4.2 Qualification of the donated product: rapid test, chemiluminescence and neutralizing antibodies in culture and correlation between different techniques

      The distribution of positivity in the different tests can be observed in Table 2.
      Table 2Results of the different tests used to qualify convalescent plasma in this study.
      TestResults
      IgM Rapid Test positive17 donors (41.5 %)
      IgG Rapid Test positive29 donors (70.7 %)
      CMIA IgM positive22 donors (53.7 %)
      CMIA IgM index (S/CO)1,26 (0.05–45.86)
      CMIA IgG positive32 donors (78.1 %)
      CMIA IgG index (S/CO)4.45 (0,01 – 8.78)
      CMIA Quantitative IgG (AU/mL)892.5 (1.4–12594.3)
      Neutralizing Antibodies Titer1:160 (0–1:1280)
      A significant correlation between qualitative IgG CMIA and neutralizing antibody titers was found (Wilcoxon rank evaluation, p = 0.034). Patients with negative IgG CMIA had a median neutralizing antibody titer of 1:20 (0−640) while donors with positive IgG CMIA had a median of neutralizing antibodies of 1:160 (0−1280). In relation to quantitative IgG CMIA, there was statistical correlation with the qualitative method (p = 0.005) and strong correlation with nAbs titers (Rô = 0.583, P < = 0.001). Correlation between detected levels of neutralizing antibodies (nAbs) and CMIA results can be observed in Fig. 1.
      Fig. 1
      Fig. 1Correlation graphs between detected levels of neutralizing antibodies (nAbs) and semi-quantitative CMIA anti-N IgG (A) and quantitative CMIA IgG (B). Each dot on the graph corresponds to a tested sample.
      There was also a significant correlation between IgG detection by Rapid Test with IgG CMIA reading index (Wilcoxon rank evaluation, p = 0.01) and quantitative IgG (p < 0.001) and between positivity of IgM Rapid Test with IgM CMIA reading index (Wilcoxon rank evaluation, with p < 0.001), qualitative IgG CMIA (p = 0.023) and quantitative IgG (p = 0.003). Serial titrations of the samples were performed, and a significant correlation was observed between the reading index IgG CMIA versus IgG CMIA titer, with Spearman Rô rank correlation coefficient = 0.974, with p = 0, and showing that the higher the reading index with pure sample, the higher the titration in which the sample remained positive. In this cohort, a statistically significant relationship between the results of positivity for CMIA IgM and: positivity for qualitative IgG (p = 0.022) and quantitative IgG (p < 0.001) was observed.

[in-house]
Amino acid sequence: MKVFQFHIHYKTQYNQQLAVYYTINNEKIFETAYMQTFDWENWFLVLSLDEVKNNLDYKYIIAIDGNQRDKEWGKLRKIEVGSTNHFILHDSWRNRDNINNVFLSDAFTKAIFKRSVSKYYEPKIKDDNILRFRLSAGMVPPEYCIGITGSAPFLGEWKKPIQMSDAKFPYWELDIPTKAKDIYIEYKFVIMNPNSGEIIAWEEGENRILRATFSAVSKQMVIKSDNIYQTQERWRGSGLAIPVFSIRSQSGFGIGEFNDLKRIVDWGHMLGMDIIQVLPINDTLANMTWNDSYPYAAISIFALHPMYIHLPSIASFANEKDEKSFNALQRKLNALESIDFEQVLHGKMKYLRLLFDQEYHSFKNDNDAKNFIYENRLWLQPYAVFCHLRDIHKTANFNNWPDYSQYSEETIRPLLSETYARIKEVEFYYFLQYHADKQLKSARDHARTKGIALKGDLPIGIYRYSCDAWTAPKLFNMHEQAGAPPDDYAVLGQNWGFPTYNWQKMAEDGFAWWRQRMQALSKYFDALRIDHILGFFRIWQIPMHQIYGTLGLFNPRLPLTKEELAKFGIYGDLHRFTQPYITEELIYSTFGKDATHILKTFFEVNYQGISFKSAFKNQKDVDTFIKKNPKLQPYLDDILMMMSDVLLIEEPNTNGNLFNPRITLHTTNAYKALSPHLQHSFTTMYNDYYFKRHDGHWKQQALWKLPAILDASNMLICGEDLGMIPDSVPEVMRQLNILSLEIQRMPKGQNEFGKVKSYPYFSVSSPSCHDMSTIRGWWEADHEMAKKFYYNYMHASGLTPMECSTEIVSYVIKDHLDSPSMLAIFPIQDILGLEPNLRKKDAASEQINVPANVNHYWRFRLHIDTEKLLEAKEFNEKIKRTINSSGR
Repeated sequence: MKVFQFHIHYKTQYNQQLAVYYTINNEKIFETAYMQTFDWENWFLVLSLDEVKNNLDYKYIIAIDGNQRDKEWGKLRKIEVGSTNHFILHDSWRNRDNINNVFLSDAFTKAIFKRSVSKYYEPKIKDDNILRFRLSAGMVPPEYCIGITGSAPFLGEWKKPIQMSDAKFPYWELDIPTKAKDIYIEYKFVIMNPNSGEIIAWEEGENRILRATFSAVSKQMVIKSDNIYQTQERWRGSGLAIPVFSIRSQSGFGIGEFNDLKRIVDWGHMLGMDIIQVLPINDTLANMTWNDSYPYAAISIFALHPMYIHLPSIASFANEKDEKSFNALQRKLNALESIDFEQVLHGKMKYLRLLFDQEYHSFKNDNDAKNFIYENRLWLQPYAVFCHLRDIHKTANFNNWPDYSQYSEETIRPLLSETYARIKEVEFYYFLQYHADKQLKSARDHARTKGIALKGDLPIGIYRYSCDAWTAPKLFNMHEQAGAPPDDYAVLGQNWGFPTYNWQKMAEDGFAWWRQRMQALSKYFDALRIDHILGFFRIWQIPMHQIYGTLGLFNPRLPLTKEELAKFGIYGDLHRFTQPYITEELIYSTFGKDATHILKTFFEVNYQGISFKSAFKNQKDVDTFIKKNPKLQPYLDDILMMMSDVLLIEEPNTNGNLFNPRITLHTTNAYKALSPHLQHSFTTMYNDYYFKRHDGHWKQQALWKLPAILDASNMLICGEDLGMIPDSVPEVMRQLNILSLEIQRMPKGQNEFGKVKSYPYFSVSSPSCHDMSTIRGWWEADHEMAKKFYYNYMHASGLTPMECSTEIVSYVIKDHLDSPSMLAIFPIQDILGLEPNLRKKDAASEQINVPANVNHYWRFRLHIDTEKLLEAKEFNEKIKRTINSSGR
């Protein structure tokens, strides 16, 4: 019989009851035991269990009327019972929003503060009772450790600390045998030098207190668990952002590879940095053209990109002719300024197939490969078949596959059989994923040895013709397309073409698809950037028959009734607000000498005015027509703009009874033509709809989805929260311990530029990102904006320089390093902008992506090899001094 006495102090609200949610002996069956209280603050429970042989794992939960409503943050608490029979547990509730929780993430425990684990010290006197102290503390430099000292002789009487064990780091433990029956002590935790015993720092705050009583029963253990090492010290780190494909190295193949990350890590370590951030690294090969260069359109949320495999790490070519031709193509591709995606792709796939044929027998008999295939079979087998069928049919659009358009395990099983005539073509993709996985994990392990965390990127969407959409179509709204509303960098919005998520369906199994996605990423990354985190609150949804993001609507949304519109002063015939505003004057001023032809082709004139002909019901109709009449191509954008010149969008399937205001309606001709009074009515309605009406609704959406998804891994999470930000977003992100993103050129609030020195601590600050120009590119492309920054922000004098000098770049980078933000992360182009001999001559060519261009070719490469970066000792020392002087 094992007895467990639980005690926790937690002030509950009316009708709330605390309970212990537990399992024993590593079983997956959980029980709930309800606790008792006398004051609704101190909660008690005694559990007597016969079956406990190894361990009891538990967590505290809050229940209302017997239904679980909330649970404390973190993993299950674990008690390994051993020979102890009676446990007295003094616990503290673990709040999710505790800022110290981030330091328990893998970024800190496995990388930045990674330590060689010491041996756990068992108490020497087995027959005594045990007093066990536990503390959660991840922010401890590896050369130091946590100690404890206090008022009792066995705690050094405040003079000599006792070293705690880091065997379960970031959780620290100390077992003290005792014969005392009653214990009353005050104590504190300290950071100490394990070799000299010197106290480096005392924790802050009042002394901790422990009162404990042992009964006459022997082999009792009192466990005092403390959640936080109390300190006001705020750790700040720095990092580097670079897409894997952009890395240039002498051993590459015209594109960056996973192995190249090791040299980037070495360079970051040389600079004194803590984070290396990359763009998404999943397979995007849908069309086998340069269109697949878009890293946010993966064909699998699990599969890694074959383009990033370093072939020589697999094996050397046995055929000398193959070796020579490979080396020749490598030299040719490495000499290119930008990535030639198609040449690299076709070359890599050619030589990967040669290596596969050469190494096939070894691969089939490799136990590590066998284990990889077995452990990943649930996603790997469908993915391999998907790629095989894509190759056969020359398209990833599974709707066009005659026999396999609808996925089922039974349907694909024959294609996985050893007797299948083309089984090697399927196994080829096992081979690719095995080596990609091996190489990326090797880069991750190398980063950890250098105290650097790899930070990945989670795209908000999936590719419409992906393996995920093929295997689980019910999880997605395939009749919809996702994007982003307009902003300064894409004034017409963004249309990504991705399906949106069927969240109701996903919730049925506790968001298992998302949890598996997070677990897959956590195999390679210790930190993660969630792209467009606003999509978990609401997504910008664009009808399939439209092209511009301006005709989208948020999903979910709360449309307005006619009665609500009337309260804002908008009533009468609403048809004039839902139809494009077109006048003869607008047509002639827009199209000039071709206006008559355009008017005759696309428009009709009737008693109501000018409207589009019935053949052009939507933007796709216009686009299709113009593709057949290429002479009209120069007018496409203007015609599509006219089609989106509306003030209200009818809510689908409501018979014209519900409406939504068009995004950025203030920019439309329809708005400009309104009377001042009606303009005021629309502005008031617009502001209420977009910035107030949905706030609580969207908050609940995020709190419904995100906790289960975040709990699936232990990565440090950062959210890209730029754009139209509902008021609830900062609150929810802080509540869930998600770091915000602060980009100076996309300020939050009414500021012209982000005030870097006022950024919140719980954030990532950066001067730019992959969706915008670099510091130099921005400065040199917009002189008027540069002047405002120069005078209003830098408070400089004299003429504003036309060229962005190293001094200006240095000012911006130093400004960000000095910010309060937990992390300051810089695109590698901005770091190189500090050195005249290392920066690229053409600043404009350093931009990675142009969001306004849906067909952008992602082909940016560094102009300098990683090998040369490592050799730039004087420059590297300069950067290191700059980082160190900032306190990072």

ROC curves were performed in order to define possible values for CMIA qualitative reading intensity and quantitative IgG levels that could correlate with neutralizing antibody titers equal or above 1:80. In fact, the reading intensity threshold 3.26 for qualitative IgG correlates with neutralizing antibody titers ≥ 1:80, with 71.9 % sensitivity; specificity 100 %; accuracy 75.7 %; positive predictive value 100 % negative predictive value 35.7 %, p = 0.005. (Fig. 2A). Regarding quantitative IgG tests, the threshold 137.65 AU/mL for detecting nAbs ≥ 1:80 demonstrated 100 % sensitivity and 80 % specificity, with 97.3 % accuracy, positive predictive value of 97.3 % and negative predictive value of 100 %, p < 0.001. (Fig. 2B).
      Fig. 2